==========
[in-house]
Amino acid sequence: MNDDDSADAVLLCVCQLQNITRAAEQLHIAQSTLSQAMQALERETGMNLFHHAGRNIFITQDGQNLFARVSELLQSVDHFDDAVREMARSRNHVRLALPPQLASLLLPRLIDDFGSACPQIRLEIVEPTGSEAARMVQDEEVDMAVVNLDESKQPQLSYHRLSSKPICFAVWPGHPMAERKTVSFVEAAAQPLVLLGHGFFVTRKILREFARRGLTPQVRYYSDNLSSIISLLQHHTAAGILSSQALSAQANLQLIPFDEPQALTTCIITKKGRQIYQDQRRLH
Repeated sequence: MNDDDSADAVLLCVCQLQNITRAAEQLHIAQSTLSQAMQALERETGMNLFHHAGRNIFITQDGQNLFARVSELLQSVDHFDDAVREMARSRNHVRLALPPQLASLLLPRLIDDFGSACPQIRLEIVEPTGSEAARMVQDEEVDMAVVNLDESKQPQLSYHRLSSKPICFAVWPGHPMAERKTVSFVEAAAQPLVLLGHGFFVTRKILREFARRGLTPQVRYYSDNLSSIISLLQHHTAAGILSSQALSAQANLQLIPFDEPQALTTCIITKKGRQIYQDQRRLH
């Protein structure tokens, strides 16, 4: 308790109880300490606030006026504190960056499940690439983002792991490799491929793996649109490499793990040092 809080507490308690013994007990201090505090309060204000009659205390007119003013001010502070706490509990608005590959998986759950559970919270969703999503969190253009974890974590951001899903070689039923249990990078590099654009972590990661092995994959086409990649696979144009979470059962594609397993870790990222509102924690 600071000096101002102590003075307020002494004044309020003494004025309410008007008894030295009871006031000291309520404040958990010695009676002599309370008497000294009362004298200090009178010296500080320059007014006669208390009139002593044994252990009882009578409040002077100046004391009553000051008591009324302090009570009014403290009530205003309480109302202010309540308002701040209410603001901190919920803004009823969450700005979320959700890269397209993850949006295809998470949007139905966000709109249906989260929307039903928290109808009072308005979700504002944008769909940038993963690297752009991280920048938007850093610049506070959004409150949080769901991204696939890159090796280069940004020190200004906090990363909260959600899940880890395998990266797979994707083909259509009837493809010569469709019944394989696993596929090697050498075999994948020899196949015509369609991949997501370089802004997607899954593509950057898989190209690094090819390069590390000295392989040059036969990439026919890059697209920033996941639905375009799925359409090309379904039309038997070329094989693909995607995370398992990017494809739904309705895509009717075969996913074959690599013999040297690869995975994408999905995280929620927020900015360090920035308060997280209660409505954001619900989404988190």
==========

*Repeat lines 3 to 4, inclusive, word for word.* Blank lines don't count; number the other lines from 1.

Repeated sequence: MNDDDSADAVLLCVCQLQNITRAAEQLHIAQSTLSQAMQALERETGMNLFHHAGRNIFITQDGQNLFARVSELLQSVDHFDDAVREMARSRNHVRLALPPQLASLLLPRLIDDFGSACPQIRLEIVEPTGSEAARMVQDEEVDMAVVNLDESKQPQLSYHRLSSKPICFAVWPGHPMAERKTVSFVEAAAQPLVLLGHGFFVTRKILREFARRGLTPQVRYYSDNLSSIISLLQHHTAAGILSSQALSAQANLQLIPFDEPQALTTCIITKKGRQIYQDQRRLH
């Protein structure tokens, strides 16, 4: 308790109880300490606030006026504190960056499940690439983002792991490799491929793996649109490499793990040092 809080507490308690013994007990201090505090309060204000009659205390007119003013001010502070706490509990608005590959998986759950559970919270969703999503969190253009974890974590951001899903070689039923249990990078590099654009972590990661092995994959086409990649696979144009979470059962594609397993870790990222509102924690 600071000096101002102590003075307020002494004044309020003494004025309410008007008894030295009871006031000291309520404040958990010695009676002599309370008497000294009362004298200090009178010296500080320059007014006669208390009139002593044994252990009882009578409040002077100046004391009553000051008591009324302090009570009014403290009530205003309480109302202010309540308002701040209410603001901190919920803004009823969450700005979320959700890269397209993850949006295809998470949007139905966000709109249906989260929307039903928290109808009072308005979700504002944008769909940038993963690297752009991280920048938007850093610049506070959004409150949080769901991204696939890159090796280069940004020190200004906090990363909260959600899940880890395998990266797979994707083909259509009837493809010569469709019944394989696993596929090697050498075999994948020899196949015509369609991949997501370089802004997607899954593509950057898989190209690094090819390069590390000295392989040059036969990439026919890059697209920033996941639905375009799925359409090309379904039309038997070329094989693909995607995370398992990017494809739904309705895509009717075969996913074959690599013999040297690869995975994408999905995280929620927020900015360090920035308060997280209660409505954001619900989404988190």